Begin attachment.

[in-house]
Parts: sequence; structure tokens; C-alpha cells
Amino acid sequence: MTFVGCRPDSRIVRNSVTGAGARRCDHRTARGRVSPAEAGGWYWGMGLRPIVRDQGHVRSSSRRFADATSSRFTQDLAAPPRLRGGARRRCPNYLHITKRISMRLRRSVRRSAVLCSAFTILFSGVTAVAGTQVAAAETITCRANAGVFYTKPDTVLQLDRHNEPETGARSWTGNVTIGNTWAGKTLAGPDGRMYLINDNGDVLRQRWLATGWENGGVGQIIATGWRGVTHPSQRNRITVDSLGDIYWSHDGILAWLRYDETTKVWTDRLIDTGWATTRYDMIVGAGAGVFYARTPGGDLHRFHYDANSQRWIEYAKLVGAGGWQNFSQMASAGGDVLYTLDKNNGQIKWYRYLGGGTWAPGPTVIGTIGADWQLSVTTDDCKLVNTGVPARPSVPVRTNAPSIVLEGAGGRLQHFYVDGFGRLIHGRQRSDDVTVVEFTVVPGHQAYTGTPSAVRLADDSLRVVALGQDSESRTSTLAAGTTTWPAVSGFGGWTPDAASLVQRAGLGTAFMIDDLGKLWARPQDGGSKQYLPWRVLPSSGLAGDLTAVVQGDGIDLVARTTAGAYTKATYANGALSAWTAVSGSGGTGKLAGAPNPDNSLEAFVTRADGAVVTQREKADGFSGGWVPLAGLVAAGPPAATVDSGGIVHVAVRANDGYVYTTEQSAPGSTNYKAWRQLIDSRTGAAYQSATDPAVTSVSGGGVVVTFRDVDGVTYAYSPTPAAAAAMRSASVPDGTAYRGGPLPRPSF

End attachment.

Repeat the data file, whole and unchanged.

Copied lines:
[in-house]
Parts: sequence; structure tokens; C-alpha cells
Amino acid sequence: MTFVGCRPDSRIVRNSVTGAGARRCDHRTARGRVSPAEAGGWYWGMGLRPIVRDQGHVRSSSRRFADATSSRFTQDLAAPPRLRGGARRRCPNYLHITKRISMRLRRSVRRSAVLCSAFTILFSGVTAVAGTQVAAAETITCRANAGVFYTKPDTVLQLDRHNEPETGARSWTGNVTIGNTWAGKTLAGPDGRMYLINDNGDVLRQRWLATGWENGGVGQIIATGWRGVTHPSQRNRITVDSLGDIYWSHDGILAWLRYDETTKVWTDRLIDTGWATTRYDMIVGAGAGVFYARTPGGDLHRFHYDANSQRWIEYAKLVGAGGWQNFSQMASAGGDVLYTLDKNNGQIKWYRYLGGGTWAPGPTVIGTIGADWQLSVTTDDCKLVNTGVPARPSVPVRTNAPSIVLEGAGGRLQHFYVDGFGRLIHGRQRSDDVTVVEFTVVPGHQAYTGTPSAVRLADDSLRVVALGQDSESRTSTLAAGTTTWPAVSGFGGWTPDAASLVQRAGLGTAFMIDDLGKLWARPQDGGSKQYLPWRVLPSSGLAGDLTAVVQGDGIDLVARTTAGAYTKATYANGALSAWTAVSGSGGTGKLAGAPNPDNSLEAFVTRADGAVVTQREKADGFSGGWVPLAGLVAAGPPAATVDSGGIVHVAVRANDGYVYTTEQSAPGSTNYKAWRQLIDSRTGAAYQSATDPAVTSVSGGGVVVTFRDVDGVTYAYSPTPAAAAAMRSASVPDGTAYRGGPLPRPSF